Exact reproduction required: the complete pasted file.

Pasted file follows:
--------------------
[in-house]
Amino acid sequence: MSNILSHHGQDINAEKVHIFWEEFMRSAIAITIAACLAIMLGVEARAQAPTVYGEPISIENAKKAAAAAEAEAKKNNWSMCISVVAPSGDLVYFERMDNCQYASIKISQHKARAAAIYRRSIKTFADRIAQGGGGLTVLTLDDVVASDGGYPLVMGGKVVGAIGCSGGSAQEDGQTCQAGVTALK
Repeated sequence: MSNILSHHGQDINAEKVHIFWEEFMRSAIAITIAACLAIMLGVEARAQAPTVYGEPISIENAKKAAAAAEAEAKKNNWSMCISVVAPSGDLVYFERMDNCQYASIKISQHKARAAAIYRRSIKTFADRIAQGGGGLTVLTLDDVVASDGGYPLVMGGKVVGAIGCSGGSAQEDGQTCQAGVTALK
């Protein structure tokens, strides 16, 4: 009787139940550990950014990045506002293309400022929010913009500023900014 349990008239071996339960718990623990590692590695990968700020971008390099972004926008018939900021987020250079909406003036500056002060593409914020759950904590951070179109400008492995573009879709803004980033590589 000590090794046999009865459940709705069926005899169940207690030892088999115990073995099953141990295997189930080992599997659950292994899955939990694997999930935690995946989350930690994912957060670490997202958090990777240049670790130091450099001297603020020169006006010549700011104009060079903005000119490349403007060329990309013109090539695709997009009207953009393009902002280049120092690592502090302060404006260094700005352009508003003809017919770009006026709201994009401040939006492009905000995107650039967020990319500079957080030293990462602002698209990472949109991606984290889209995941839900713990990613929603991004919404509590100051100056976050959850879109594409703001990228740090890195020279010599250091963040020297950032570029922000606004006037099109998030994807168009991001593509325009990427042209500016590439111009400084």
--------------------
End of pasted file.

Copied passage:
[in-house]
Amino acid sequence: MSNILSHHGQDINAEKVHIFWEEFMRSAIAITIAACLAIMLGVEARAQAPTVYGEPISIENAKKAAAAAEAEAKKNNWSMCISVVAPSGDLVYFERMDNCQYASIKISQHKARAAAIYRRSIKTFADRIAQGGGGLTVLTLDDVVASDGGYPLVMGGKVVGAIGCSGGSAQEDGQTCQAGVTALK
Repeated sequence: MSNILSHHGQDINAEKVHIFWEEFMRSAIAITIAACLAIMLGVEARAQAPTVYGEPISIENAKKAAAAAEAEAKKNNWSMCISVVAPSGDLVYFERMDNCQYASIKISQHKARAAAIYRRSIKTFADRIAQGGGGLTVLTLDDVVASDGGYPLVMGGKVVGAIGCSGGSAQEDGQTCQAGVTALK
């Protein structure tokens, strides 16, 4: 009787139940550990950014990045506002293309400022929010913009500023900014 349990008239071996339960718990623990590692590695990968700020971008390099972004926008018939900021987020250079909406003036500056002060593409914020759950904590951070179109400008492995573009879709803004980033590589 000590090794046999009865459940709705069926005899169940207690030892088999115990073995099953141990295997189930080992599997659950292994899955939990694997999930935690995946989350930690994912957060670490997202958090990777240049670790130091450099001297603020020169006006010549700011104009060079903005000119490349403007060329990309013109090539695709997009009207953009393009902002280049120092690592502090302060404006260094700005352009508003003809017919770009006026709201994009401040939006492009905000995107650039967020990319500079957080030293990462602002698209990472949109991606984290889209995941839900713990990613929603991004919404509590100051100056976050959850879109594409703001990228740090890195020279010599250091963040020297950032570029922000606004006037099109998030994807168009991001593509325009990427042209500016590439111009400084």